Fact And Fiction

There are many misleading statements in the article, like this one,

The number of Lyme disease cases in the United States more than doubled from 1995 to 2009, to almost 30,000, according to the IDSA, but the U.S. Centers for Disease Control and Prevention (CDC) estimates that Lyme disease cases may be up to 10 times higher than reported.

While the numbers show information provided by the CDC’s website, the author fails to mention these numbers (up to 300, 000) are for the reported Lyme cases from only one year. If someone didn’t know this, he or she might assume that there were up to 300,000 cases of Lyme, in the U.S., total.

No wonder there is so much controversy about Lyme!

He also says,

Lyme disease from a tick bite can be cured with a short course of antibiotics.

While it is true that many cases of Lyme disease can be eradicated if the patient receives proper treatment promptly, his statement suggests that anyone with Lyme simply needs to take “a short course of antibiotics” and he or she will be cured.

This is like a doctor telling someone ” You can’t get Lyme disease in (fill in the blank with your city or town).”

Been there. Done that.

False Truths
is chronic lyme disease real

Comments like these are simply not true and perpetuate misunderstandings about the harsh realities of Lyme.

As a result, there is a lack of empathy for people who are in a real struggle. This is clear in the title to Mr. Heitz’s article.

A fellow blogger from WinonaLyme.com read his article too. She commented,

With something as controversial and complex as Lyme disease, you should treat it with the utmost respect.  Instead he dropped it, stomped on it, added a sneering snobby title, then slapped it up on the internet.

Ahem…I couldn’t agree more.

It’s no secret there is great controversy over Lyme disease, including

  • diagnosis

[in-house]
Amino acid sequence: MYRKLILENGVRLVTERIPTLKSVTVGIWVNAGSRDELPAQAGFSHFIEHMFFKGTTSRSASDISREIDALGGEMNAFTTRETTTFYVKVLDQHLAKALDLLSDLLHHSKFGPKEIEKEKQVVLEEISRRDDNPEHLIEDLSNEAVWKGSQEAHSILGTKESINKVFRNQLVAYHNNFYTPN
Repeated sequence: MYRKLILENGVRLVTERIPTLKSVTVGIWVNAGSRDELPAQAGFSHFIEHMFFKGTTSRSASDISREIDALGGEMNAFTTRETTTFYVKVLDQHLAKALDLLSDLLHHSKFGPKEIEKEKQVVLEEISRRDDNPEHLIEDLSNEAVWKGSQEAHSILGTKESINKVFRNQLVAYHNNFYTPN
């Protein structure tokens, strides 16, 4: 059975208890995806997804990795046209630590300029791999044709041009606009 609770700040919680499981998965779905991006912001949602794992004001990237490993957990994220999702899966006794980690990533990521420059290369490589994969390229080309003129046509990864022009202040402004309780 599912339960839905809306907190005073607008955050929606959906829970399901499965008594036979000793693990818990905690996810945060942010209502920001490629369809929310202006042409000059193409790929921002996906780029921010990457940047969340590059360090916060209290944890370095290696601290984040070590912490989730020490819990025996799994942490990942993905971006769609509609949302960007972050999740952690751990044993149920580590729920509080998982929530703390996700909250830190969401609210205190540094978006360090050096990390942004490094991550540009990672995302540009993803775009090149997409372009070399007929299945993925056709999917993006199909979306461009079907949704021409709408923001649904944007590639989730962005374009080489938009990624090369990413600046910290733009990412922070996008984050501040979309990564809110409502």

• treatment protocols

But I’d like to share my thoughts on one particularly heated controversy.

Is Chronic Lyme Disease Real?

It depends on who you ask. If you ask the Centers for Disease Control (CDC) they prefer to call it “post-treatment Lyme disease syndrome”.

But, if you ask someone who has Lyme who has had to quit their job due to the severe nature of their ongoing (aka chronic) illness their answer would probably be an emphatic, “Yes, chronic Lyme disease is real!” (raising my hand up high here)

Personally, it doesn’t matter that much to me what we call it (even though Chronic Lyme Disease is a fitting description).

But, maybe we have bigger fish to fry…like trying to find a cure for Lyme for every patient.

So…

Potato, potahto,

Tomato, tomahto.

I’m not saying the the “chronic” issue is not important at all, but I do think there are so many Lyme-related issues that are worthy of our attention.

Issues, Attitudes And Beliefs Behind The Lyme Debate

In my humble opinion, the problem is more about the issues, attitudes and beliefs behind the debate. These factors can have a big impact on our understanding.

What matters most is that we acknowledge:

  • Lyme disease is real.
  • The disease is not cut and dry.
  • Hundreds of thousands of people are diagnosed with it each year, and many of them were sick for a long time before their diagnosis. And often these people will continue having health problems for a long time (chronically).